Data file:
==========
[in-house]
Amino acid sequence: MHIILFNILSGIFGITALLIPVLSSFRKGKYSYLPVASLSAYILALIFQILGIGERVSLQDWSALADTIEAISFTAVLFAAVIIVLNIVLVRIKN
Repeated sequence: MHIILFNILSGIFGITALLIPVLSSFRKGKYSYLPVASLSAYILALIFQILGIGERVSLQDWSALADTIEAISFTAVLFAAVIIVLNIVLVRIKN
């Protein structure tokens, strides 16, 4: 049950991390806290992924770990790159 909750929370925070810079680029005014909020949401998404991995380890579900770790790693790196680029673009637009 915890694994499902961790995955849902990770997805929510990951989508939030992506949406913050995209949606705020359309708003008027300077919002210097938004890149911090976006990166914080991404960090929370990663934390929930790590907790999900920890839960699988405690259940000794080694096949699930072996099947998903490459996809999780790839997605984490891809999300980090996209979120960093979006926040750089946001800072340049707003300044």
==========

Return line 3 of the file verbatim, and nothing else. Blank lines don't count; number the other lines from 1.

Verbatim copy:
Repeated sequence: MHIILFNILSGIFGITALLIPVLSSFRKGKYSYLPVASLSAYILALIFQILGIGERVSLQDWSALADTIEAISFTAVLFAAVIIVLNIVLVRIKN